Calvinism has stood the test of time. Most Protestant denominations that originated in the Reformation were founded on Calvinistic confessions of faith, such as the Thirty-nine Articles (Anglicanism), the Canons of Dort (Reformed), the Westminster Standards (Presbyterianism), the Savoy Declaration (Congregationalism), and the Baptist Confession of 1689 (Baptist). All of these confessions essentially agree, with the major point of disagreement being the doctrine of infant baptism.
Map 3: Spread of Protestantism in 16th Century
Reformation theology prevailed, for the most part, in Protestant evangelicalism for many decades, but was diluted in the nineteenth century because of several influences, such as the Enlightenment in Europe and Finneyism in America. By the mid-twentieth century, Calvinistic theology had declined dramatically in the Western world, having been assaulted by nineteenth-century liberal theology and revived Arminianism. About two centuries ago, William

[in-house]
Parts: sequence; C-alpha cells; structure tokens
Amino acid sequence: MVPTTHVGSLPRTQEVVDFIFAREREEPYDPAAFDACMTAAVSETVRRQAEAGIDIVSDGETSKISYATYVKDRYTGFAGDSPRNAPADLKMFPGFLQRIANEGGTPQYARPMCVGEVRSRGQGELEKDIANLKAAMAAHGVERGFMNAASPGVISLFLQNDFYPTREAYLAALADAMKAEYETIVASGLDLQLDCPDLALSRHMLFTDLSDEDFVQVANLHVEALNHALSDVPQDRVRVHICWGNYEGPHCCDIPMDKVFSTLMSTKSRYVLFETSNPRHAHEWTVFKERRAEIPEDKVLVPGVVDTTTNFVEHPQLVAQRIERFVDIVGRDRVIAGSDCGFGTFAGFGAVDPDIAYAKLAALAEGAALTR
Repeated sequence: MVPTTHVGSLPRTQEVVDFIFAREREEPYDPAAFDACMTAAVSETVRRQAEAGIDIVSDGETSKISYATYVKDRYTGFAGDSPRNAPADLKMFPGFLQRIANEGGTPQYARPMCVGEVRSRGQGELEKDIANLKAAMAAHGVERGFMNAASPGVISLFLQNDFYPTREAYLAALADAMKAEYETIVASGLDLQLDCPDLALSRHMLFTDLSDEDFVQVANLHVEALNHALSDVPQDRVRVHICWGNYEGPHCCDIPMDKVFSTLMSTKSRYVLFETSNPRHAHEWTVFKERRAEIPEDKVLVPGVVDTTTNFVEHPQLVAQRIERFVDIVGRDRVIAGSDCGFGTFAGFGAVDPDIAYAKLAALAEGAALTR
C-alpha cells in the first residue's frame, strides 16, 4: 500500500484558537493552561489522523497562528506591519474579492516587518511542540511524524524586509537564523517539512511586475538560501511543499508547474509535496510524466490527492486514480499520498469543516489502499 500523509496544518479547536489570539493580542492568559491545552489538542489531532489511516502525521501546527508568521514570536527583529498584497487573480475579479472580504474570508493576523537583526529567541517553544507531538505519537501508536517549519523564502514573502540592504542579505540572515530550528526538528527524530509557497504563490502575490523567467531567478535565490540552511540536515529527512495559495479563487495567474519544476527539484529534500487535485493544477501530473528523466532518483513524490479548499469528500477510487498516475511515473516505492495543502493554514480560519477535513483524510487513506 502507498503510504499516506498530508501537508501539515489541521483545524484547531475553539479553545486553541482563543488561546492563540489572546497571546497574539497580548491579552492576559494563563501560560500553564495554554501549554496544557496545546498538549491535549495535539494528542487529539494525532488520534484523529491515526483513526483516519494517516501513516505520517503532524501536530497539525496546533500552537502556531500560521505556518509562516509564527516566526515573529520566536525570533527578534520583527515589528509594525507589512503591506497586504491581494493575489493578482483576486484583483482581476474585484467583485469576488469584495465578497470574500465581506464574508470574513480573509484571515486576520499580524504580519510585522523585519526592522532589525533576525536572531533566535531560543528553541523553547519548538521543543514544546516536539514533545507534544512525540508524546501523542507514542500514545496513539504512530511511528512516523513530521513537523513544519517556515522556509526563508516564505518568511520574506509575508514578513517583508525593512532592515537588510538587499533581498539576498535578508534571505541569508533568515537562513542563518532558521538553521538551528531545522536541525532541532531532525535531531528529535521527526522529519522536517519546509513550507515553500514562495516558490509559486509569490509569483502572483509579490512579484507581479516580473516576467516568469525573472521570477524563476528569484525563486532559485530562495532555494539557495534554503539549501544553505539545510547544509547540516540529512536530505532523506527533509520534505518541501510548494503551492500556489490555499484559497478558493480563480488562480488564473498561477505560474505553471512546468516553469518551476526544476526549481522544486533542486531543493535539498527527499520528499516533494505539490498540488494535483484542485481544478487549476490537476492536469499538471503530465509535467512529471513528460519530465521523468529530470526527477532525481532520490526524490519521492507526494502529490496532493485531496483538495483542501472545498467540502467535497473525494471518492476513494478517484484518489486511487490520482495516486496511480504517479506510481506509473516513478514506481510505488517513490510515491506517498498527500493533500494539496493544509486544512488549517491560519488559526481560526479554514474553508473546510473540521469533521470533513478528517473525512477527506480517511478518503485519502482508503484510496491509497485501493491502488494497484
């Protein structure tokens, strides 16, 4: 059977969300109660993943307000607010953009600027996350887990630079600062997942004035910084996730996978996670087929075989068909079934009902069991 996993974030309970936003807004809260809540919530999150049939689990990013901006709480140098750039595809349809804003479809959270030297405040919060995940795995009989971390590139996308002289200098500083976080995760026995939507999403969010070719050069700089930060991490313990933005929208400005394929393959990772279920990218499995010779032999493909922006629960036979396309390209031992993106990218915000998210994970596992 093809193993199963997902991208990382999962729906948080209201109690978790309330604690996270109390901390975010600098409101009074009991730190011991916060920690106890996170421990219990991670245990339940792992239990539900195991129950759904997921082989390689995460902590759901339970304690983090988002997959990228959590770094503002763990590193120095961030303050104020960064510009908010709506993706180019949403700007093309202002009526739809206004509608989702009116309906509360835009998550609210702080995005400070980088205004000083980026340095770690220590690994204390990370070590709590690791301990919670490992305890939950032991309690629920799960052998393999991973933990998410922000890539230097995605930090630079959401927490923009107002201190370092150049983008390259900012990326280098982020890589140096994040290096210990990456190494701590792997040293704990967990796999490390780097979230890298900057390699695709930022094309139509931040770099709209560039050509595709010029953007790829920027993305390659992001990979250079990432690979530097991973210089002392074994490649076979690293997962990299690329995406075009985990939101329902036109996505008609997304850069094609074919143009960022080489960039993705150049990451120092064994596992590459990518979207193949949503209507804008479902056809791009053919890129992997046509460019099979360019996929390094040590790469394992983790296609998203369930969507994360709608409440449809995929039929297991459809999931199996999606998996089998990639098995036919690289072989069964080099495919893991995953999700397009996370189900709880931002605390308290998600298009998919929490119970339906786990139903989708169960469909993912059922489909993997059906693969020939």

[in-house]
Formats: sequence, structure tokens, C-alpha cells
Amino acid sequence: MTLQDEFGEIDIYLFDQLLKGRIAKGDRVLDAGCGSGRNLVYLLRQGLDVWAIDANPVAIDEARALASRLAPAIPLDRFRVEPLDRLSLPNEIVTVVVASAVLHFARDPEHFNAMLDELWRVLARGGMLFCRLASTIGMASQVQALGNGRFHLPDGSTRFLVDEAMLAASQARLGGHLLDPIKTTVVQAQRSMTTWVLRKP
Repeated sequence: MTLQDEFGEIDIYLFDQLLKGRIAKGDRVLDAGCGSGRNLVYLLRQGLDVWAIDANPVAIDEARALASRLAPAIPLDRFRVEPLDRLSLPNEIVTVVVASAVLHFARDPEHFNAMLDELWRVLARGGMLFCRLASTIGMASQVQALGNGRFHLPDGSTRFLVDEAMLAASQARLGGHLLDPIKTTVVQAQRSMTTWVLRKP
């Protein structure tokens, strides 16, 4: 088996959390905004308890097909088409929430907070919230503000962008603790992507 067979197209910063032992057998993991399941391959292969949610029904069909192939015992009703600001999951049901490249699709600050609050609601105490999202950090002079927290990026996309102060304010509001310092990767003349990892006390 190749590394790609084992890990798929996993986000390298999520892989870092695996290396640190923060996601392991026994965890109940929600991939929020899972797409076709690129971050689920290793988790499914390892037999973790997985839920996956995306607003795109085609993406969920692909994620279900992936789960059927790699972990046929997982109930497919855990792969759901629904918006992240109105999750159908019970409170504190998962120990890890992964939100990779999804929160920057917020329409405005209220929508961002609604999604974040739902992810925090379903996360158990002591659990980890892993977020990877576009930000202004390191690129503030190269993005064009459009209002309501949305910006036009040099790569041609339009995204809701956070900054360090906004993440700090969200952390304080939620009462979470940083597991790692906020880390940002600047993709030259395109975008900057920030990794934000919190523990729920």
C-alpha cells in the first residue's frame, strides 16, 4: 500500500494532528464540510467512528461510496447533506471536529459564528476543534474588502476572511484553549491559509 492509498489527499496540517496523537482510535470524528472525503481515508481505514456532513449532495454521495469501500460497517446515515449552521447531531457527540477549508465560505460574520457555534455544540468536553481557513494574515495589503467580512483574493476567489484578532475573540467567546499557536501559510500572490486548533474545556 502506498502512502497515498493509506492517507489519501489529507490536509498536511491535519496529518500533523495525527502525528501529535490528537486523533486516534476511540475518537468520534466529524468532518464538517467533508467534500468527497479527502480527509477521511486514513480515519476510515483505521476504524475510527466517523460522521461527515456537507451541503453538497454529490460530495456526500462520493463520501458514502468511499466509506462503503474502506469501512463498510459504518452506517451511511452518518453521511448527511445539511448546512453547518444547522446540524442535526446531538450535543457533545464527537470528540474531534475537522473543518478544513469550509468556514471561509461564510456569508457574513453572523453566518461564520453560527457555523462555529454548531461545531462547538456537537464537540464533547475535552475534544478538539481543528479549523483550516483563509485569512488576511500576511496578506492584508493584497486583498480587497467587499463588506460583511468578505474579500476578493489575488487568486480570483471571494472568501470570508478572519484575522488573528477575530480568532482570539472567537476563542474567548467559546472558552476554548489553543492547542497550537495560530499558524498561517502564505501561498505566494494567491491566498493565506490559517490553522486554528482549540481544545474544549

Ellery Channing, the father of American Unitarianism, wrote: “Calvinism, we are persuaded, is giving place to better views. It has passed its meridian, and is sinking to rise no more. It has to contend with foes more powerful than theologians; with foes from whom it cannot shield itself in mystery and metaphysical subtleties—we mean the
progress of the human mind, and the progress of the spirit of the gospel. Society is going forward in intelligence and charity, and of course is leaving the theology of the sixteenth century behind it.
Map 4: Predominant Religions in 16th Century Europe with Huguenots counted separately
Channing was probably not right. Today, even though the world in general is becoming more anti-God and wicked than ever, Calvinism is being revived. A fresh hunger for Calvinism’s biblical doctrine and spirituality is causing the roots of Reformed theology to spread throughout the entire world. In recent decades, a significant number of Calvinistic churches and denominations have been birthed around the world, especially in Asia.
Map 5: The New World’s Calvinist Places in 16th century
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